It’s Palm Sunday and we’re here waving our palm fronds in the street to celebrate King Jesus, humble, courageous and strange. But this Jesus makes me nervous. This Jesus makes me nervous the same way crowds make me nervous. The funny thing is I’ve never been in more crowds than I have been in the past year. Crowds of people protesting, mostly, crowds for Black Lives Matter, crowds for Standing Rock, crowds for immigrants unjustly detained. I don’t name these to toot my own advocacy horn, I try to be transparent about the fact that I’ve been present in most of these crowds despite myself. I am not so much proud of the crowds I’ve been a part of as I am persistently nagged by them. When crowds formed after the first travel ban was issued I felt something like an itch inside me, a magnetism calling me to the airport. When crowds protested the presidential election results I felt the opposite, I hid and avoided them. I’ve seen how volatile a crowd can be, especially one that isn’t well organized. They are susceptible to influence, and I’ve seen the way different people play with that energy, sometimes an agitator who is trying to magnify it, sometimes riot police who are trying to contain it. I am weary of crowds mostly because I am afraid of getting hurt. I am weary of crowds because I mostly experienced them as dangerous when I was a kid, the groups that ganged up on me on the playground or at the bus stop. I’m not alone in that, of course. If you remember, some folks questioned whether they should bring their kids to Pride parades after Orlando, for fear of more violence. Crowds have become targets. Crowds have become something you can drive a truck through. Even this morning, our own Christian brothers and sisters assembled for Palm Sunday processions in Cairo and Alexandria have been killed by bombs in their churches. My gut sees a crowd and tells me to go in the opposite direction, or to become invisible. Better yet, just stay home. But the Spirit convicts me to do otherwise, impulsively, almost, at this point. The Spirit, loving bodies, loving to knit them together into ever greater masses of incarnate presence keeps saying, “here. Place your body here, with these bodies and these people who need to be seen. Witness this. Stand up. Be counted.” And sometimes it does count. A few weeks ago a bunch of us listened to the Spirit calling us to assemble against ICE for the unlawful detention of Francisco Rodriguez. And it worked. They sent him back home on bond. God set the captive free by incarnating a crowd with our bodies.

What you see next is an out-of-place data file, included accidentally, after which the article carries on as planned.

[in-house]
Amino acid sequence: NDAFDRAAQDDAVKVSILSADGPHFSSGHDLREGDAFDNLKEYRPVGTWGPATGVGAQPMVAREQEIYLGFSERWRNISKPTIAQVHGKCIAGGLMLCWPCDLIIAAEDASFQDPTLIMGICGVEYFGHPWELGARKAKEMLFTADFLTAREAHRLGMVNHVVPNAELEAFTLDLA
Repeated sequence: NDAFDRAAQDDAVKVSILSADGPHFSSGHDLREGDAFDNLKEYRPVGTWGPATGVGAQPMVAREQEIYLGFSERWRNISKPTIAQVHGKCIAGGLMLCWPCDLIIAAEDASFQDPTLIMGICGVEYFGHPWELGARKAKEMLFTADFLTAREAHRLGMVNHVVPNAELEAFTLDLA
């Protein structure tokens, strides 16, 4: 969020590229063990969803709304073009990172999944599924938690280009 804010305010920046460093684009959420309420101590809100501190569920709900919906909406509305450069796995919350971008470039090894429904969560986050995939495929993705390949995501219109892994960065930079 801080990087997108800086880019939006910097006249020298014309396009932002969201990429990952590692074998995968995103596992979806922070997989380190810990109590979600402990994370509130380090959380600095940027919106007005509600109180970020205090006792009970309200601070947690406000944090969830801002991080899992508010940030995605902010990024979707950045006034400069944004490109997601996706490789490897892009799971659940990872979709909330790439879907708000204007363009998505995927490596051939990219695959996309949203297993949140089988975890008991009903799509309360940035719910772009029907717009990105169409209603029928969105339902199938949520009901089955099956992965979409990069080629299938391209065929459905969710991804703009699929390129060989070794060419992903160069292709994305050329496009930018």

The crowd that welcomes Jesus into Jerusalem is no different. This is not merely a parade, it is a march. A few hundred years earlier when the priest Judas Maccabeus returned to Jerusalem after his guerilla army defeated the Greeks and won freedom for the Jews the people celebrated his homecoming by waving palm branches then, too. They were political. A Roman lawyer might decorate the lintel of his home with palms if he had won a case in the forum that week. The emperor would have had his own parade with them. But it’s not only political, it’s a religious slap in the face as well. To have children in the street proclaiming the arrival of the Son of David was a populist affirmation of Jewish Messianism, the arrival of a powerful leader who was expected to crush the Gentile government which the Jewish religious leadership had been straining to maintain peace with. The shouts of “Hosanna” mean “Help us! Come quickly here to save us!” and “Hosanna to the Son of David” expects that help to come from a newly found military king. Except that this one is on a donkey rather than a war horse, close to the ground, at eye level with the people he is passing, people who are shouting, “save us.” The Chief Priests are furious about this.